Hiring in Human Resources: 2023 places spotlight on HR talent retention

 Jayson Mendoza, Manager of Human Resources, Robert Walters Philippines

2022 saw increased confidence and greater adaptation to living with the COVID-19 pandemic. As a result, it could be touted year of “The Great Resignation” as many companies struggled with employee resignations and hiring for replacement roles.

This led to a demand for skilled professionals in recruitment, organisational development and learning, and total rewards as companies aimed to beef up staff retention strategies in the Philippines, according to Jayson Mendoza, Manager of Human Resources, Robert Walters Philippines.

“While there were more vacancies for these roles, we observed companies becoming more particular with hiring and having more rounds of interviews to secure the right talent,” he says, adding that some companies lost out to others as candidates valued streamlined recruitment processes amid multiple offers at hand.

Read on as Jayson shares his expectations of the labour market and hiring trends for HR professionals in 2023.

Top hiring trends of 2023

Automation and tech are expected to lead hiring demand in 2023 as most companies move from legacy HR to digital HR. “There will be demand for HR professionals with exposure to digital transformation, such as human capital systems, vendor management, and project management,” says Jayson.

While 2022 was a year for recruitment, companies may face the challenge of retention in 2023. “With the continuous demand for HR professionals comes the challenge of ensuring these 2022 hires remain in the company,” he shares.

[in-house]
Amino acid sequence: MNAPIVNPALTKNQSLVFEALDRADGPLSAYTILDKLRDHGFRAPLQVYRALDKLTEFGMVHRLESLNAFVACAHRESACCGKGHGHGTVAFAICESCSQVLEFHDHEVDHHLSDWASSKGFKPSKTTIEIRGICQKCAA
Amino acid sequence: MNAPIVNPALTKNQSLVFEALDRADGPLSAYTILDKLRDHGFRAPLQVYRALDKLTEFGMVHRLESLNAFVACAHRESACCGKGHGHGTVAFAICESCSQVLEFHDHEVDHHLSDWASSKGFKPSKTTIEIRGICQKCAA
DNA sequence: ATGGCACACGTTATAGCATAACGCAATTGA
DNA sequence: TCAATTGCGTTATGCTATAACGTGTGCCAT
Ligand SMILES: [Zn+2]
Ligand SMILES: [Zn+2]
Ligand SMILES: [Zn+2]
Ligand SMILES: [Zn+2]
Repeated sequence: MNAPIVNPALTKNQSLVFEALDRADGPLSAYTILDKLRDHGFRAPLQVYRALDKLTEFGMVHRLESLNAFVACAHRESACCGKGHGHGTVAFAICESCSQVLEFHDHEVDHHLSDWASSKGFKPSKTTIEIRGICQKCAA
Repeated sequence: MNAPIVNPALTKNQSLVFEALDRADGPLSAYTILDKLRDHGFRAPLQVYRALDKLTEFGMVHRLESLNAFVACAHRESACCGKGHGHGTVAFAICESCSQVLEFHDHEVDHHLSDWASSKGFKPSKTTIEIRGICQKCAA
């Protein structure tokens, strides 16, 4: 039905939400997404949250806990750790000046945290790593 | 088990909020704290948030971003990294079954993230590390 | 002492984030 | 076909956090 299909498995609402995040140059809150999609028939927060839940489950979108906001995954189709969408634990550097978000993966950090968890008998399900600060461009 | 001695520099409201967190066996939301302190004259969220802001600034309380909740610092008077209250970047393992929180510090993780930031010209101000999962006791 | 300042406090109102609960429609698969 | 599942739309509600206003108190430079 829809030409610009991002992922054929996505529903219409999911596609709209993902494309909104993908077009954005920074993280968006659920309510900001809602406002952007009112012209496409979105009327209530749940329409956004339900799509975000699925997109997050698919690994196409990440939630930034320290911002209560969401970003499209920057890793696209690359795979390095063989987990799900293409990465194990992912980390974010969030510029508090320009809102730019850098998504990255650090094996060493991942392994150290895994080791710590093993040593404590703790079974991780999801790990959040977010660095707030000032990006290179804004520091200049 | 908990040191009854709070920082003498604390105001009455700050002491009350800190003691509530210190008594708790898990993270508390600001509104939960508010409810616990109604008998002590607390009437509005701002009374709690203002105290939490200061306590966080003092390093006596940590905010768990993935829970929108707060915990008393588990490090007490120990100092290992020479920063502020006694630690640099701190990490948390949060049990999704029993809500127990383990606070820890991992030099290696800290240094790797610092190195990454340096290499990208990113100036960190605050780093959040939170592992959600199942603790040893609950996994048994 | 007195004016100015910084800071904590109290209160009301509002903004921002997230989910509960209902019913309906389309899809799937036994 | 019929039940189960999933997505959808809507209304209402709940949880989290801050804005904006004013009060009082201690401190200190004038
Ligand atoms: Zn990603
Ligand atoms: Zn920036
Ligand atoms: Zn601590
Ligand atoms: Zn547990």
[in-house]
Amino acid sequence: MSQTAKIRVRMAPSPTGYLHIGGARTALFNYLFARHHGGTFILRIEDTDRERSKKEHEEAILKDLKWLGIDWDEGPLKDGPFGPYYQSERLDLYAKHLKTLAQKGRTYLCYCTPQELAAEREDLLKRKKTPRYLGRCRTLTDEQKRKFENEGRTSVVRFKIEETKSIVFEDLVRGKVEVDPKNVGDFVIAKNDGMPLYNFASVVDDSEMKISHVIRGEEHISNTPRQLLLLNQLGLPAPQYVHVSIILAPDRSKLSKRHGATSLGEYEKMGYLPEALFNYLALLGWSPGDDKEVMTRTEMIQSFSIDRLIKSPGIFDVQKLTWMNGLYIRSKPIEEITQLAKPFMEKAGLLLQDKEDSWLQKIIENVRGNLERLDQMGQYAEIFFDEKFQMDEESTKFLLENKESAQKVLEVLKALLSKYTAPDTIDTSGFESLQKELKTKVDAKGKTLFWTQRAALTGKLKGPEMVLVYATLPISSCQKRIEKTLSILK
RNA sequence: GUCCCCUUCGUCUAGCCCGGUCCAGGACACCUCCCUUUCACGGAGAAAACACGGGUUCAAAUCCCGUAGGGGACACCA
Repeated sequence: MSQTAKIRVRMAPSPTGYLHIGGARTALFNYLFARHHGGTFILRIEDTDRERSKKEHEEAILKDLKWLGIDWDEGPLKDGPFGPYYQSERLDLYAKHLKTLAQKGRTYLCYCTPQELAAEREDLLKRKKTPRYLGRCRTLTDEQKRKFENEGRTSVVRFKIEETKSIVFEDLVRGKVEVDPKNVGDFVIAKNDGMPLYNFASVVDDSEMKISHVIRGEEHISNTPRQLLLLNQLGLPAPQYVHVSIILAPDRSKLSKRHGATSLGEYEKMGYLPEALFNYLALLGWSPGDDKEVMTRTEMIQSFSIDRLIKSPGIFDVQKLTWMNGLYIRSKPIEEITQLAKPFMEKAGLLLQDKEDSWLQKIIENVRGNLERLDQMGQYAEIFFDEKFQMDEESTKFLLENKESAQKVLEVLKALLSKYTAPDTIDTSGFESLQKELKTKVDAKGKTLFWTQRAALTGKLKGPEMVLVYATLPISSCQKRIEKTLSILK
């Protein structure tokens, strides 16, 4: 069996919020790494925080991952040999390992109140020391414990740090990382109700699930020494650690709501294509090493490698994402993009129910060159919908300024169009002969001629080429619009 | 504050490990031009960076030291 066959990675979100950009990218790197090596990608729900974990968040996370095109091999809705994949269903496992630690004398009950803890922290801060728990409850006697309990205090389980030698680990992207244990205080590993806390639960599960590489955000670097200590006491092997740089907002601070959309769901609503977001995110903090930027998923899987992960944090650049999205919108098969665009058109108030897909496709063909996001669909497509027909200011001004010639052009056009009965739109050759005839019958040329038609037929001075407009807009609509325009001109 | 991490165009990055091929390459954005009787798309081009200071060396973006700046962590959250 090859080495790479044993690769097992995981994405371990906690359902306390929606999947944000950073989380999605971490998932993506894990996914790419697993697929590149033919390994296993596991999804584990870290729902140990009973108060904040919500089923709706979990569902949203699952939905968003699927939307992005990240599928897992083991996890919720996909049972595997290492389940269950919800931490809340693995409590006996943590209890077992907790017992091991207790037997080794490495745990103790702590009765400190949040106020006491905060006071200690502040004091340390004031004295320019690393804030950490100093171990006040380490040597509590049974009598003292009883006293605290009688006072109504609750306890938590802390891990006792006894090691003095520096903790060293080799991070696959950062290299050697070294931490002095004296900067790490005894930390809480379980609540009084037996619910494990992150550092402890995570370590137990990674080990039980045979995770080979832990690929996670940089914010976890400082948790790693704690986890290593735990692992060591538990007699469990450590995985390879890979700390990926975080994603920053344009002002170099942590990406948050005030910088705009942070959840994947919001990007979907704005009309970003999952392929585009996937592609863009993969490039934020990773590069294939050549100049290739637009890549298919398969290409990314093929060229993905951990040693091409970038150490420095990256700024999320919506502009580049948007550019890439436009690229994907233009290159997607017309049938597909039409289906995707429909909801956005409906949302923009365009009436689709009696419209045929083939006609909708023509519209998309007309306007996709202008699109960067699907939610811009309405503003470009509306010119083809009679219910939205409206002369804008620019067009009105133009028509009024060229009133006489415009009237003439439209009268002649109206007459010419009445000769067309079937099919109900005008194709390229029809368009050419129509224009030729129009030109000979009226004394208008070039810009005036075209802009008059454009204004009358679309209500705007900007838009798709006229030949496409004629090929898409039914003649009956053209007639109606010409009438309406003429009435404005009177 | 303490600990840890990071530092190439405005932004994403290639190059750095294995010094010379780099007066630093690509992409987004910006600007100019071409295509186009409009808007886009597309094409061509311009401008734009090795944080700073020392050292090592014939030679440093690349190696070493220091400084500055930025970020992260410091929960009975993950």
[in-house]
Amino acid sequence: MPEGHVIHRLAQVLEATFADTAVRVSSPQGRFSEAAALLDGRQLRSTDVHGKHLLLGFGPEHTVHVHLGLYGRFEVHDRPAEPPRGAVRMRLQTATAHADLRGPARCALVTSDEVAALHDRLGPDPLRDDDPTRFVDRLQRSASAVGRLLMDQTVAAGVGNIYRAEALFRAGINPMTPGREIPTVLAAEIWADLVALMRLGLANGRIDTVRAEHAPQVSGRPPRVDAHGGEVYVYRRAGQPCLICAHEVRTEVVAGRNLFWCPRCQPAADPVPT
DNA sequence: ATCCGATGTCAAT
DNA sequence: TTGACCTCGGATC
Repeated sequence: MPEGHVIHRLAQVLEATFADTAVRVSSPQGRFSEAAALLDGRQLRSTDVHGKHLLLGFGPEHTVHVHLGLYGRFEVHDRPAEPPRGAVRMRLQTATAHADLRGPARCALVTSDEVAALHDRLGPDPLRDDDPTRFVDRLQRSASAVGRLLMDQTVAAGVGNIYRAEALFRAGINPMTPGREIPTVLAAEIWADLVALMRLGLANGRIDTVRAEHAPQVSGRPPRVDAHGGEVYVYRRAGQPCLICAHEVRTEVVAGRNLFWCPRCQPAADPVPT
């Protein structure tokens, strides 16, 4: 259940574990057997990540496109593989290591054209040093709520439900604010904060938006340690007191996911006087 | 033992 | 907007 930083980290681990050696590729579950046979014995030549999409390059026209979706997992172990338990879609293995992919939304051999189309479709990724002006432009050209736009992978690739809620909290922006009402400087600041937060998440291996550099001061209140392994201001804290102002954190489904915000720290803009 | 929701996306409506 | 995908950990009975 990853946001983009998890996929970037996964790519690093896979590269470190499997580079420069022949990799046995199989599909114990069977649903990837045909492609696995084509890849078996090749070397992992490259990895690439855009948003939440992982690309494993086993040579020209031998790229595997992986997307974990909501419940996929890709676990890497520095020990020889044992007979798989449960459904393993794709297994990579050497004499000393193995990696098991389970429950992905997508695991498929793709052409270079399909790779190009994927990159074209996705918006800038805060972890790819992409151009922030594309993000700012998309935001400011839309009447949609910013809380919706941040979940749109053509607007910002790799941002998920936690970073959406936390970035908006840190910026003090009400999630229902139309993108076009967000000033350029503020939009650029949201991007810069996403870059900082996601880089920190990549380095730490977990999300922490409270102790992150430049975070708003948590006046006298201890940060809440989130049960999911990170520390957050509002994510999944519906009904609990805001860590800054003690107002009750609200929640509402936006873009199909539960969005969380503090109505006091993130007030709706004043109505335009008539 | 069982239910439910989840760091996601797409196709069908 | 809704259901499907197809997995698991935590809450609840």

Companies will be relooking at compensation and benefits packages, retention strategies, and training and development, in turn seeking to hire HR professionals with specialisation and experience in rewards, compensation and benefits, organisational development and talent management.

In a candidate-driven market, 2023 will see the growing importance of employer branding as a recruitment strategy.

“Candidates have become more discerning of company culture and work-life balance. They will turn to online feedback on Glassdoor or word-of-mouth to assess culture and work environment before going for interviews,” says Jayson.

He expects more companies to use remote work arrangements as a strategy to attract or retain talent, as it remains an attractive proposition here to stay since the COVID-19 pandemic.

Establish trust, maintain engagement key to combating quiet quitting

Jayson believes quiet quitting stems from feeling undervalued and unappreciated. “Managers play an important role in employees’ quiet quitting. Some employees may have, at some point, worked for a manager who pushed them towards quiet quitting.”

“To manage this, managers will need to reassert their efforts in managing their employees or direct reports by first having positive working relationships with them. Secondly, employees need to feel trusted and empowered to make decisions. Thirdly and most importantly, managers will need to ensure direct reports are well-equipped to do their jobs by ensuring they are being mentored, guided, and given training opportunities.”

Attracting and retaining talent in 2023 requires opportunities to be challenged and rewarded and spans across entry-level, supervisory and leadership roles. “This is where learning and development, organisational development, and total rewards play important functions of HR,” says Jayson.

Salaries to remain competitive

With the increase in demand for HR professionals across all functions in 2022, salaries are expected to remain competitive in 2023.

Existing employees may be able to garner rises of 15-25%. Candidates changing jobs may receive salary increases of at least 30-50%, while those with niche skills may potentially secure up to 100% rises.

Find out more

Request access to our 2023 Salary Survey to benchmark salaries and to find out more about the latest hiring and talent trends for Human Resources professionals in the Philippines.